The world faces a big challenge: we will need to feed over 9.7 billion people by 2050. Finding sustainable ways of doing so, without further degrading natural habitats, is vital. Our most recent Living Planet Report shows that we are consuming more than 1.5 planets worth of the earth's sustainable resources each year - this fact demands we do things differently to save the planet - for people and nature.
There are certain priority foods and commodities that have a particularly big role to play in this story because of their existing and forecast impact on habitats and the environment.
It is not a simple challenge and it does not have one simple solution – it involves producers (farmers and fishers), food manufacturers and retailers, government, and you, me and everyone – we all eat and our choices are important.
So businesses – why work with them? Well, because businesses produce the goods and services that 7 billion people on this planet consume. Either they are the problem, or they must become part of the solution. Hence, businesses have a big role to play in meeting this complex global challenge. The biggest businesses account for the largest share of resources, and they can have the biggest impact on the environment, whether negative or positive. Working successfully with one big business can have more impact than working with many smaller ones. WWF's worked for more than two decades to transform global markets on a journey to sustainable consumption.
The Forest Stewardship Council (FSC), a 20 year success story, is one example that WWF has been involved with for two decades. From a standing start, today over 195 million hectares of forest in more than 80 countries are now managed responsibly and certified by the FSC. That means more trees are saved, the air is cleaner, and planet’s health is more secure. We know our approach works.
WWF is committed to being transparent about our partnerships with business. Our business partnership report can be found on our detailing all our partners and the work we do with them and how much they donate to conservation. Our annual shows that funds from business partners amount to around 10% of the total income for WWF-Australia, with the majority (around 75%) of our work being funded by donations from individual supporters - that maintains our independence and ensure the highest scientific standards.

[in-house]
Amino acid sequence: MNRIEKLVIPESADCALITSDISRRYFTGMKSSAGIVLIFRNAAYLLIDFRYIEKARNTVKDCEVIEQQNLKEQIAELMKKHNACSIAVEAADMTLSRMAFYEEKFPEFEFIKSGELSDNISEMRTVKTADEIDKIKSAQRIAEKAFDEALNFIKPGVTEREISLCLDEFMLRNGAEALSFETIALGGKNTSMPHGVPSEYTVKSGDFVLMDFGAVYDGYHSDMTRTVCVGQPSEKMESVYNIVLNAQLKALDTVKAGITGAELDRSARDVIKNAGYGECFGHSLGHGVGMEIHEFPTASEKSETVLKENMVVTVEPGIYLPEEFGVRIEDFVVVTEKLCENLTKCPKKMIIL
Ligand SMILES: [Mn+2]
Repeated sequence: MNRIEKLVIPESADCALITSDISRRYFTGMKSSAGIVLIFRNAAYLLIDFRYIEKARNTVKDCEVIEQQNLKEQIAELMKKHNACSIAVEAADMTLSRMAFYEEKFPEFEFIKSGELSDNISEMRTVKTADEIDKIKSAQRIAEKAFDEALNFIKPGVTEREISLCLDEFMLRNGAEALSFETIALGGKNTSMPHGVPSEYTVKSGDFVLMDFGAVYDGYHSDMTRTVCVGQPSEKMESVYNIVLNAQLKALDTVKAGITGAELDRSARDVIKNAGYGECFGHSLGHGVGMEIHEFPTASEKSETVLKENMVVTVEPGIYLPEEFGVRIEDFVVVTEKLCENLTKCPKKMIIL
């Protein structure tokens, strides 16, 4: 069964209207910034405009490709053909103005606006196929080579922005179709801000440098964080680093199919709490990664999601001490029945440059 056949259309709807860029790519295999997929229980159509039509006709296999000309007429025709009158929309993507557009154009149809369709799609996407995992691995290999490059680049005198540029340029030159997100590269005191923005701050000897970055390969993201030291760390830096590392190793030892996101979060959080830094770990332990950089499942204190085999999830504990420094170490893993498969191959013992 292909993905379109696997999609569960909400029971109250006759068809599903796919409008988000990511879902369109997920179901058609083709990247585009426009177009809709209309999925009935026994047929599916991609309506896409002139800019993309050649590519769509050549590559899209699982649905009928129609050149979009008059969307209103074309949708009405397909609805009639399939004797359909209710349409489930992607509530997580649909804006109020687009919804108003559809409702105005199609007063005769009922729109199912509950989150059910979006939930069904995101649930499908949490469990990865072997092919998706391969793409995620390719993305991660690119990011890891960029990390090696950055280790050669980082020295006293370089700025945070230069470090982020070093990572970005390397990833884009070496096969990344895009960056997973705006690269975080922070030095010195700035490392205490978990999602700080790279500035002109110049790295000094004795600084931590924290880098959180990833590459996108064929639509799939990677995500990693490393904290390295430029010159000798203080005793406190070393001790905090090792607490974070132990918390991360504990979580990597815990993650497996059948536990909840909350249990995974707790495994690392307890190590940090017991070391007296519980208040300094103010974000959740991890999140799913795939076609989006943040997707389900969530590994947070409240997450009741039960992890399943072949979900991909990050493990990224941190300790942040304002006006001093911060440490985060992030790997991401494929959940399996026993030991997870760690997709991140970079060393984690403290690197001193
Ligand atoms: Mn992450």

Why does WWF work on food?
Over 20 years ago we identified food production as one of the biggest threats to the wildlife and habitat that we all know and want to protect. That’s why we are absolutely committed to finding ways of producing food more sustainably - so we can reduce the pressure on the places we love. If we do not, we will lose decades of conservation efforts as we struggle to feed over 9 billion people by 2050 - with unsustainable farming practices. Along with climate change it is the biggest environmental challenge facing our generation.
Why work on salmon aquaculture that is operating in Tasmanian waters?
More than 31% of the world's wild fisheries are estimated to be overfished. Worse still, global consumption is projected to increase by 31 million tonnes over the next decade, which is about 21% more than current consumption. Put simply, wild fish populations are not going to be able to meet future demand and are under an enormous threat.
To cope with demand, farmed fish, or aquaculture, will have to make a much greater contribution to protein production. Today, over 50% of all seafood consumption is from aquaculture and is growing fast. But this can’t be just any aquaculture. Properly practiced responsible aquaculture has a important role to play in feeding Australia and the world.
Is salmon farming in Tasmania perfect? No - any farming activity has an impact on the environment, but we believe that all food production must be responsible if we are to conserve wildlife and the environment. Is there still a lot more work to be done? Absolutely, and WWF is committed to work with all stakeholders to continue to lift the bar.